Term sheets lean to the founder or to the investor. One that leans to the founder is called a founder friendly term sheet.
It has some of the following characteristics:
The term sheet provides that the Preferred Shares will receive the same number of votes as the number of Common Shares it could be converted into.
The liquidation preference is limited to the original purchase price of the shares, plus any declared and unpaid dividends.
The option pool for future hires is not included in the pre-money valuation.
The term sheet is silent regarding individual founder or employee performance reviews.
The term sheet is silent on the issue of non-competition, which makes it possible for founders to find work after they leave the company.
For at least the first two (2) years of operations, the company will not agree to pay the legal expenses of any investor as a condition of investment.
The term sheet is silent on dispute resolution, which leaves the door open for the company and its investors to go to court rather than arbitration.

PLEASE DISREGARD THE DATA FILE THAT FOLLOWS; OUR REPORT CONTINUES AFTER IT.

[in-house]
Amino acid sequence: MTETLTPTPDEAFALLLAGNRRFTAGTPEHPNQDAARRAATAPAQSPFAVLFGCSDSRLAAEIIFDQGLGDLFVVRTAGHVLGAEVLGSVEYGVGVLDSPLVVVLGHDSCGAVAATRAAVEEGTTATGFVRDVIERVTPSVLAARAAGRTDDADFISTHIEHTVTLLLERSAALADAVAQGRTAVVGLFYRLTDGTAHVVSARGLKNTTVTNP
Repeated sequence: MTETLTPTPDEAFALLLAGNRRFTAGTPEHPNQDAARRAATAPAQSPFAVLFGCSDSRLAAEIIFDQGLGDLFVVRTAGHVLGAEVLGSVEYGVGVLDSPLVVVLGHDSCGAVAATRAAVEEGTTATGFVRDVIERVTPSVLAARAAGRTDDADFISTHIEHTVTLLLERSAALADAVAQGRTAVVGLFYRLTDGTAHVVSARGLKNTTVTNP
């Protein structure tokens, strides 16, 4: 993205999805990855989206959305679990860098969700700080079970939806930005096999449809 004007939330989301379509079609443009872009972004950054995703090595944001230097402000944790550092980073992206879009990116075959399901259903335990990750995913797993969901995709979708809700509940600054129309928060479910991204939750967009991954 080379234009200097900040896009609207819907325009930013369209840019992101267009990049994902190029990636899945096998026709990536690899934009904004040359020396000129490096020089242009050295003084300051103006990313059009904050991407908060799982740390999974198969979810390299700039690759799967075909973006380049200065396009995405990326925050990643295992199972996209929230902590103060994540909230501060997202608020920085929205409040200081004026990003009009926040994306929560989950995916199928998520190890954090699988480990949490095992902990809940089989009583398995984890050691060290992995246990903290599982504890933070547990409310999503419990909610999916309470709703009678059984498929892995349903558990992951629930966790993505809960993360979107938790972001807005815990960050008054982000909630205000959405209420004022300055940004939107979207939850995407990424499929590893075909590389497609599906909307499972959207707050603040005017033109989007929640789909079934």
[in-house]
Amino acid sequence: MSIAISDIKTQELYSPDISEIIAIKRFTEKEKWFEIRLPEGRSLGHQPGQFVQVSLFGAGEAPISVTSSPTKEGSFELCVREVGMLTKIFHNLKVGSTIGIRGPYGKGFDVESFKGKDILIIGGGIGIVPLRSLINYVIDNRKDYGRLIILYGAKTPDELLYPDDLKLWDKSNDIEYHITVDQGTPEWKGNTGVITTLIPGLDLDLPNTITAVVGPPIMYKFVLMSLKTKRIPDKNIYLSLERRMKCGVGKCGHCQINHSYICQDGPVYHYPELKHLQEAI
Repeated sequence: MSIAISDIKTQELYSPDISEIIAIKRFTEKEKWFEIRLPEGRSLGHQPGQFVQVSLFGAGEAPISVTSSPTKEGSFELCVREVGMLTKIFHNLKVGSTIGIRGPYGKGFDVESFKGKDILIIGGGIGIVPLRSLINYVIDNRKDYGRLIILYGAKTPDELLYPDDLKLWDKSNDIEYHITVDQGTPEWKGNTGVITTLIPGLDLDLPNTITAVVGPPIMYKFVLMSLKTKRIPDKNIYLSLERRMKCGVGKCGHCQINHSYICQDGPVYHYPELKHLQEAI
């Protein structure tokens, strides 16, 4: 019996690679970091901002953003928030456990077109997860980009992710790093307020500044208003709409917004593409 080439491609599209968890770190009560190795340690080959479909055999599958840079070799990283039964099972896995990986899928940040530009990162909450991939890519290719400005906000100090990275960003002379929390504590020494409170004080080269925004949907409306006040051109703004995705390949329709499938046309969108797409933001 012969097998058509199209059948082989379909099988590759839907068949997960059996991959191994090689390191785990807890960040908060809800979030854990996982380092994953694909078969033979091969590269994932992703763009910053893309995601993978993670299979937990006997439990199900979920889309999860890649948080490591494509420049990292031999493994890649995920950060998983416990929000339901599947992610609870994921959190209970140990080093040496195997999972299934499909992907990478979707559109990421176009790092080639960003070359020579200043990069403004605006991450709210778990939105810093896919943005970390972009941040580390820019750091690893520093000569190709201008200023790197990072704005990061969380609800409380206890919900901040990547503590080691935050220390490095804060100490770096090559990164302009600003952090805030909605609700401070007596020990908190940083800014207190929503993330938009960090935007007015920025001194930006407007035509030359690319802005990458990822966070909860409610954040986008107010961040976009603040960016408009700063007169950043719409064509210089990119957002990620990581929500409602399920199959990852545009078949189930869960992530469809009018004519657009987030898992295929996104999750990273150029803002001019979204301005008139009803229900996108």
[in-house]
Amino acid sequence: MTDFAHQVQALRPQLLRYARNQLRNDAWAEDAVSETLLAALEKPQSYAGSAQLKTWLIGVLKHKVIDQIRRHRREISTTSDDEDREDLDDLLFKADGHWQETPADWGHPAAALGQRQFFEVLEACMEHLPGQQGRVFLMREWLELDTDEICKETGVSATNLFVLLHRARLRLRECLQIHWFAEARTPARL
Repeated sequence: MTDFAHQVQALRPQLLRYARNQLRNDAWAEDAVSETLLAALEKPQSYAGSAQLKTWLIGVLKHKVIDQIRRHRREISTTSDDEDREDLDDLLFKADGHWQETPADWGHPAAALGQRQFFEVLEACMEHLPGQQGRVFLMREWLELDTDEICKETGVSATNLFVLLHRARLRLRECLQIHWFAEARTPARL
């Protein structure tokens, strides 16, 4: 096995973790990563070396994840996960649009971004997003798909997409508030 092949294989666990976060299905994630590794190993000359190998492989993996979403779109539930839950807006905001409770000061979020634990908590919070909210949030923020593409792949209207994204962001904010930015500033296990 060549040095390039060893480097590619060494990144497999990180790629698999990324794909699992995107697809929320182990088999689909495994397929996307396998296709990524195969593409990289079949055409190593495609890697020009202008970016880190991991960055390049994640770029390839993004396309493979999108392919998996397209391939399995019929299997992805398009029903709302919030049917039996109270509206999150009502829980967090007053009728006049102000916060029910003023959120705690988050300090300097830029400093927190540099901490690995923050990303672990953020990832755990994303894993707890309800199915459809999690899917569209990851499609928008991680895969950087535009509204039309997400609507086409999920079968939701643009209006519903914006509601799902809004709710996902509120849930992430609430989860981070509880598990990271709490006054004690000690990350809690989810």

These are some key points to look for you in a proposed term sheet that indicates which party it favors.
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Hall T Martin is the director of Investor Connect, which is a 501(c)(3) nonprofit dedicated to the education of investors for early-stage funding. All opinions expressed by Hall and podcast guests are solely their own opinions and do not reflect the opinion of Investor Connect. This podcast is for informational purposes only and should not be relied upon for the basis of investment decisions.